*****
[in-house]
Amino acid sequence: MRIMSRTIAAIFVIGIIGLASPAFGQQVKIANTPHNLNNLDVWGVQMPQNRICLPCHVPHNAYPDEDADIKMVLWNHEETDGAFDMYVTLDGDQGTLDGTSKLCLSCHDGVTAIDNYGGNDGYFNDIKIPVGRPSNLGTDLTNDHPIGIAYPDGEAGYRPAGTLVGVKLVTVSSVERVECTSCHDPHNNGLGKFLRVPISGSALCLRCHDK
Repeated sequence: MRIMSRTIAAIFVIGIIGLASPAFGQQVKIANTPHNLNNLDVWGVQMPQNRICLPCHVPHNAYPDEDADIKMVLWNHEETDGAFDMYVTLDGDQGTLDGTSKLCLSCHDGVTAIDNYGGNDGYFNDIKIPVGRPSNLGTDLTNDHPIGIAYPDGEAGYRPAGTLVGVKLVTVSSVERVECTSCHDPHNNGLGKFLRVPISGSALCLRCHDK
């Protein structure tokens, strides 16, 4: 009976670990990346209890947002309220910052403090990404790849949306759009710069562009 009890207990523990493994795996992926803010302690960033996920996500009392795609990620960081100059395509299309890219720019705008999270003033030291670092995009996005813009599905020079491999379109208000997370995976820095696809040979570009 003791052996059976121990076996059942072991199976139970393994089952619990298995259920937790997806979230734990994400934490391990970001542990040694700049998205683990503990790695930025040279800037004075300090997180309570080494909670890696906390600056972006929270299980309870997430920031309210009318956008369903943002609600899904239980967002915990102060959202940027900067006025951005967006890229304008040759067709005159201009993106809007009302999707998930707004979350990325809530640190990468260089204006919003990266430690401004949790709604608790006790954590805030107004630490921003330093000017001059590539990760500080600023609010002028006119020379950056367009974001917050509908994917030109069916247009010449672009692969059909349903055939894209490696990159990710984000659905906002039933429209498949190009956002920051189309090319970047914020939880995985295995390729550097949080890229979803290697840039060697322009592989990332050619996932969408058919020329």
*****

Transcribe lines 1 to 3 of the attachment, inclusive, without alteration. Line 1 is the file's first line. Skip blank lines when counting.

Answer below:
[in-house]
Amino acid sequence: MRIMSRTIAAIFVIGIIGLASPAFGQQVKIANTPHNLNNLDVWGVQMPQNRICLPCHVPHNAYPDEDADIKMVLWNHEETDGAFDMYVTLDGDQGTLDGTSKLCLSCHDGVTAIDNYGGNDGYFNDIKIPVGRPSNLGTDLTNDHPIGIAYPDGEAGYRPAGTLVGVKLVTVSSVERVECTSCHDPHNNGLGKFLRVPISGSALCLRCHDK
Repeated sequence: MRIMSRTIAAIFVIGIIGLASPAFGQQVKIANTPHNLNNLDVWGVQMPQNRICLPCHVPHNAYPDEDADIKMVLWNHEETDGAFDMYVTLDGDQGTLDGTSKLCLSCHDGVTAIDNYGGNDGYFNDIKIPVGRPSNLGTDLTNDHPIGIAYPDGEAGYRPAGTLVGVKLVTVSSVERVECTSCHDPHNNGLGKFLRVPISGSALCLRCHDK